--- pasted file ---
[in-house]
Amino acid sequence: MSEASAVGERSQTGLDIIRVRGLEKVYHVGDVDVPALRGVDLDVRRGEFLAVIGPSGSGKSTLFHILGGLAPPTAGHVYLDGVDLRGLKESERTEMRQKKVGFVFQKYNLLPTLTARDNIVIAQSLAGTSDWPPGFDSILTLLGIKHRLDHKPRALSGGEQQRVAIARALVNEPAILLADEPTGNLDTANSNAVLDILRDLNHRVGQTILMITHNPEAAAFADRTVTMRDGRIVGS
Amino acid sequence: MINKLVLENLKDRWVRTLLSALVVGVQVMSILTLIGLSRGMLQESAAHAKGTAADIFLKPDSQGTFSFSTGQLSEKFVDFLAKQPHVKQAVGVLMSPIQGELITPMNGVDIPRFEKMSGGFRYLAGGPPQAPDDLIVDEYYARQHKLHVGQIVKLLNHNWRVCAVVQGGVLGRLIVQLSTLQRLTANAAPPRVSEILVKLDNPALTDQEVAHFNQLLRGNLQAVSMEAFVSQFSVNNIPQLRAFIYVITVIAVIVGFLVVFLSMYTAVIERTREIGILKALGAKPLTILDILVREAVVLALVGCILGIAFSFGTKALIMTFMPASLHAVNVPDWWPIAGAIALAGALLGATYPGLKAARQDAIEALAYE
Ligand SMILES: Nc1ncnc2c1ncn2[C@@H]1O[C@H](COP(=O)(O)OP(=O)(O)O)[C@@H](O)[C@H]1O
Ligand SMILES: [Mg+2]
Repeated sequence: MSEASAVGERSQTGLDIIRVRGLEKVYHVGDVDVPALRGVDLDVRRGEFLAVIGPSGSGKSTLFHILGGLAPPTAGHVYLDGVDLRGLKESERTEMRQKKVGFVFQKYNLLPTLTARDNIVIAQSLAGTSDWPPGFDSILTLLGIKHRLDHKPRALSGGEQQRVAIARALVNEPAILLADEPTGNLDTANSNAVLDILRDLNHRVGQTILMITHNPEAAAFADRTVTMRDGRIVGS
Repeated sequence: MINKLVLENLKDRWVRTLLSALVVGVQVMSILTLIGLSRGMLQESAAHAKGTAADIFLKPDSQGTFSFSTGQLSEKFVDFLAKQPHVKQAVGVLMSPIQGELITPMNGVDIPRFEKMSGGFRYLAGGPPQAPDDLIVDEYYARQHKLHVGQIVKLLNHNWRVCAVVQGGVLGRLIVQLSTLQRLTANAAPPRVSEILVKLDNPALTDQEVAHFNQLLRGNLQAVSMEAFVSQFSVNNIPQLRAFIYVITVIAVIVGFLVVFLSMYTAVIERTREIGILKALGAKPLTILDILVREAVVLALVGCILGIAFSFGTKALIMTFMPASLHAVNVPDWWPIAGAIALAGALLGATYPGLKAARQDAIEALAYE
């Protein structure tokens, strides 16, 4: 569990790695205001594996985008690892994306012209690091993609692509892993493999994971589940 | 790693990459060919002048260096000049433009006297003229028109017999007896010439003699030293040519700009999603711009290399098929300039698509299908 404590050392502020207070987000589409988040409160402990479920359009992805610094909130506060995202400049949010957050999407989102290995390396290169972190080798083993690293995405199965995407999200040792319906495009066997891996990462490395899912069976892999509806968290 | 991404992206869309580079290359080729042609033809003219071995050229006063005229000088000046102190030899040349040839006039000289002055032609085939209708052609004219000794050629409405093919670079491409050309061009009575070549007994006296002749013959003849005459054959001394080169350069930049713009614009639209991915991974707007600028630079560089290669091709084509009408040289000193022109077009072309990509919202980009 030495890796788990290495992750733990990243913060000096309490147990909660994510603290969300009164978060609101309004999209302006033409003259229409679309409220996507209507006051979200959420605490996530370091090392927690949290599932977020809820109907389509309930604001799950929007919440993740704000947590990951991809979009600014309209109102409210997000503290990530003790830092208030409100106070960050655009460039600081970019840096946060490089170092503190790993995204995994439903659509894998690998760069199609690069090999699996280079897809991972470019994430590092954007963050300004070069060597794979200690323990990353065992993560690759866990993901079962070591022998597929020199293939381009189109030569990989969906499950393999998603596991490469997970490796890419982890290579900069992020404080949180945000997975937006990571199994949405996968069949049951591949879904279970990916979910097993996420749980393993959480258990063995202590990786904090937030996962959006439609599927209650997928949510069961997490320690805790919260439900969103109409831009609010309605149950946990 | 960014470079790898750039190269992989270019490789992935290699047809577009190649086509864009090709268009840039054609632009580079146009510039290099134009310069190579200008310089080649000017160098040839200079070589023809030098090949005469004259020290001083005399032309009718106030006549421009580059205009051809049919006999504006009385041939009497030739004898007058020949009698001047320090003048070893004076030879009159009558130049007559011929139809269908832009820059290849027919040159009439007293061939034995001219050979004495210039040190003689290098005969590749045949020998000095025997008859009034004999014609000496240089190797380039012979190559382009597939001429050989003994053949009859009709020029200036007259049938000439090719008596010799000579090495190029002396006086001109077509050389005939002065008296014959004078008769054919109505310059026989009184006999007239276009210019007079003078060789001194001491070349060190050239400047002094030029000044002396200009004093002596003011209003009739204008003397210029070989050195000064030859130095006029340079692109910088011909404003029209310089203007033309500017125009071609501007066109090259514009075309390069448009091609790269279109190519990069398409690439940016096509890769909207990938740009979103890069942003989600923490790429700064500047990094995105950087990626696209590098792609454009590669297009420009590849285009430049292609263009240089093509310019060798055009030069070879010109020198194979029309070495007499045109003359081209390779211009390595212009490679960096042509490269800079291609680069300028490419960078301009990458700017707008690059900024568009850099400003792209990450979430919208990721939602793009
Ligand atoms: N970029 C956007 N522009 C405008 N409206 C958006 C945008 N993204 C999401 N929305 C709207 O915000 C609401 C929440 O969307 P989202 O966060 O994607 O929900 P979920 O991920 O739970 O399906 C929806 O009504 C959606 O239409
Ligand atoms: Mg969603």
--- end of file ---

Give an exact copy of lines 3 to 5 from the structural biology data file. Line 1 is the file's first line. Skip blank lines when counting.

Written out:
Amino acid sequence: MINKLVLENLKDRWVRTLLSALVVGVQVMSILTLIGLSRGMLQESAAHAKGTAADIFLKPDSQGTFSFSTGQLSEKFVDFLAKQPHVKQAVGVLMSPIQGELITPMNGVDIPRFEKMSGGFRYLAGGPPQAPDDLIVDEYYARQHKLHVGQIVKLLNHNWRVCAVVQGGVLGRLIVQLSTLQRLTANAAPPRVSEILVKLDNPALTDQEVAHFNQLLRGNLQAVSMEAFVSQFSVNNIPQLRAFIYVITVIAVIVGFLVVFLSMYTAVIERTREIGILKALGAKPLTILDILVREAVVLALVGCILGIAFSFGTKALIMTFMPASLHAVNVPDWWPIAGAIALAGALLGATYPGLKAARQDAIEALAYE
Ligand SMILES: Nc1ncnc2c1ncn2[C@@H]1O[C@H](COP(=O)(O)OP(=O)(O)O)[C@@H](O)[C@H]1O
Ligand SMILES: [Mg+2]